Study shows that head injuries are on the rise on the slopes even though more people are wearing helmetsPosted: December 19, 2012
A study presented at the American College of Emergency Physicians(ACEP) showed that even with the increased use of helmets on ski slopes head injuries had
increased. Overall injuries on the slopes have remained constant during the same period of time.
The study was based on a review of reports to the U.S. Consumer Product Safety Commission‘s National Electronic Injury Surveillance System (NEISS) Overall helmet use increased from 36.7% to 57.99% during the study period.
The study looked at 68,761 head injuries during the 2004 through 2010 ski seasons. Males represented 68.8% of the injuries, snowboarders 57.9%, and riders between the ages of 11-017 representing 47.7%.
The one difference in the study was children under 10 years old, which showed a decrease in hade injuries dropping from 11.7% to 4.6%.
One brought out by the study was helmets are only good for impacts of 12-15 miles per hour. Most people ski and board faster than that. The true value of a helmet, 12-15 mph of impact protection should be put out there so more people understand what a helmet will and will not do. People are sold helmets with the idea that they will prevent head injuries. They only will prevent injuries in that narrow range of 0-15 mph; over that speed, you probably are going to have an injury.
There were two different ideas put forth as two why head injuries increased. The one idea with the least space about it was Risk Homeostasis or Target Risk. The other was:
My assumptions are that those increases parallel the increase in terrain park use and the level of difficulty and risk in these sports over the last decade,” Christensen said, “and also that we’re simply seeing more people reporting head injuries because there’s been more education and awareness around them.
However, Risk Homeostasiswill also support the greater use of terrain parks and the increased level of difficult and increased risk undertaken by skiers and riders.
If you sell helmets tell people the truth. Helmets will reduce some head injuries. Helmets probably will not save your life because if you hit something hard enough to cause brain damage that a helmet will protect you from; you are going to receive other injuries that may kill you.
If you wear a helmet understand what your helmet will and will not do to protect your head.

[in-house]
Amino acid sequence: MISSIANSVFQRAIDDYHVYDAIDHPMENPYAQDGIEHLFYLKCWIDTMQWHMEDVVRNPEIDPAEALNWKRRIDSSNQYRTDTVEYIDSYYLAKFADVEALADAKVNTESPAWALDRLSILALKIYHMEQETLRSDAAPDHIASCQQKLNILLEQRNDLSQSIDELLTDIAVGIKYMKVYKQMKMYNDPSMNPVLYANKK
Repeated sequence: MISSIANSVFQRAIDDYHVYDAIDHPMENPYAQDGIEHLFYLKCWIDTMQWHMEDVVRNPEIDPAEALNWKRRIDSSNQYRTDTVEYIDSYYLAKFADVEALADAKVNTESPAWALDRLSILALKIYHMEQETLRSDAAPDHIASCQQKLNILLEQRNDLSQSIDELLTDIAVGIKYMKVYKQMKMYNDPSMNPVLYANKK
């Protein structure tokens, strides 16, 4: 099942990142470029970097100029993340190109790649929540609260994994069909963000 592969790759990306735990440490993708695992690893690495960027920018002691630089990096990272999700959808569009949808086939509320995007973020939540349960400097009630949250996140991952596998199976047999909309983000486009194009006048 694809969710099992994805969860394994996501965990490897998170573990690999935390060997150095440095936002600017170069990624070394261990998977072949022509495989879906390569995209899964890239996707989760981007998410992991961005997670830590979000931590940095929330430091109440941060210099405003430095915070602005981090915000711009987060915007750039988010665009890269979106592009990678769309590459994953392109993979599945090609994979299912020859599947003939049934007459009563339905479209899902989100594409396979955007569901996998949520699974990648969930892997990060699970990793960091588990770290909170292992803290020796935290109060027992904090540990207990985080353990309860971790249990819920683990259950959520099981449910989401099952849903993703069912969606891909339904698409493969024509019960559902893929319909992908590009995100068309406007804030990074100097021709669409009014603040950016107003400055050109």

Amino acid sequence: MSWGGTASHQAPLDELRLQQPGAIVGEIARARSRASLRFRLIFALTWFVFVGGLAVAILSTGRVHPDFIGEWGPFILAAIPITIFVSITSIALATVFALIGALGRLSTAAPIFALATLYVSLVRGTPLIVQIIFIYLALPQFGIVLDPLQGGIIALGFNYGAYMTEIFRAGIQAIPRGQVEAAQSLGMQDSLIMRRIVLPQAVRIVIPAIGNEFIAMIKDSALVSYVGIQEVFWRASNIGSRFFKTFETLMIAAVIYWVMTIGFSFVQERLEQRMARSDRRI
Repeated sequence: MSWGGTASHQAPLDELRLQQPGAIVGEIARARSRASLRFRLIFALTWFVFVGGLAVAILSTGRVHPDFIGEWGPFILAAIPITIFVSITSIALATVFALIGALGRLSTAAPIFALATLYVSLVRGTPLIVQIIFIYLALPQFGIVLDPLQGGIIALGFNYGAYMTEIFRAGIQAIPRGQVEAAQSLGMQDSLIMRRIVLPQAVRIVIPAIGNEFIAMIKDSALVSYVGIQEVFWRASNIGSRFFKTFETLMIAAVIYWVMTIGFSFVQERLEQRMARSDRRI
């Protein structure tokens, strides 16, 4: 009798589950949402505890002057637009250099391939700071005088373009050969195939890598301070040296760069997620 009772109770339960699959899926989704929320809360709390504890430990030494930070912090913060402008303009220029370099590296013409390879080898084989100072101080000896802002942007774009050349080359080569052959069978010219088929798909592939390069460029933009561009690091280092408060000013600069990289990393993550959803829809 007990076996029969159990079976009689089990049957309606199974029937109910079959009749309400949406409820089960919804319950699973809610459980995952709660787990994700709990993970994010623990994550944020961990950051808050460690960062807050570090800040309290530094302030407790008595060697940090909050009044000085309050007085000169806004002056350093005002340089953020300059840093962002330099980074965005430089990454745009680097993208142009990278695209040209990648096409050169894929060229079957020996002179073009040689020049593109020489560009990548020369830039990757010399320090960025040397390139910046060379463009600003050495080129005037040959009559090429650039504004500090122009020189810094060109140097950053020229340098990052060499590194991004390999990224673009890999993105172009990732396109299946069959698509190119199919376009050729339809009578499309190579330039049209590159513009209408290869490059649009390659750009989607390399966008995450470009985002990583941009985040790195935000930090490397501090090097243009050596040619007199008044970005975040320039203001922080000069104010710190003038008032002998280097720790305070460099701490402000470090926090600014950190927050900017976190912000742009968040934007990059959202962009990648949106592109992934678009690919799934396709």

For additional articles on Risk Homeostasis see:
For additional articles on Helmets see:
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Uvex has been selling ski and bicycle helmets for a while. Their helmets, from a legal standpoint, are about like everyone else’s. You can argue color, shape, design or air flow makes them standout, but the legal reality is Uvex helmets are a one-hit helmet just like everyone else’s. However Uvex has realized and have eliminated a flaw in their protection plan for customers. All helmet manufactures for the skiing, biking and other industries had missed a major component of head injuries.
Head injuries come in two different types, 1.) Bruises and cuts and 2.) Concussions. Most helmets do an adequate job of protecting against bruises and cuts to the head. At the same time, a plastic bowl and duct tape will also do a fairly good job for a lot less money. Concussions are the real threat to the long term health of participants.1
One of the major sources of concussions is blows to the jaw2. That is why football players and many other sports participants wear a helmet and a mouthguard.
Mouthguards protect three ways. Mouthguards protect against neck injuries, they protect teeth and they protect against concussions3. The protection against concussions is the most important thing a mouthguard does.4
At present The American Dental Association5 recommends wearing custom mouthguards for the following sports: acrobats, basketball, boxing, field Hockey, football, gymnastics, handball, ice hockey, lacrosse, martial arts, racquetball, roller hockey, rugby, shot putting, skateboarding, skiing, skydiving, soccer, squash, surfing, volleyball, water polo, weightlifting, wrestling.6 This list is old and has not kept with the increase in the variety of sports people are undertaking today.
Uvex has recognized this issue and is now selling an LP Mouthguard along with their ski and bike helmets. The mouthguard appears to be like those we used in junior high (way before middle school) football. It can be custom formed by boiling the mouthguard and then forming it to your teeth.
If you are serious about protecting yourself or your customers from injuries, then you need to understand the issues.
- What are the real types of injuries my customers face?
- What protections are available?
- What protections that are being used by the industry work?
- What protections being used by the industry don’t work?
Based on the research from other sports, a person wanting to protect against head injuries should be wearing a helmet and a mouthguard. Thanks Uvex.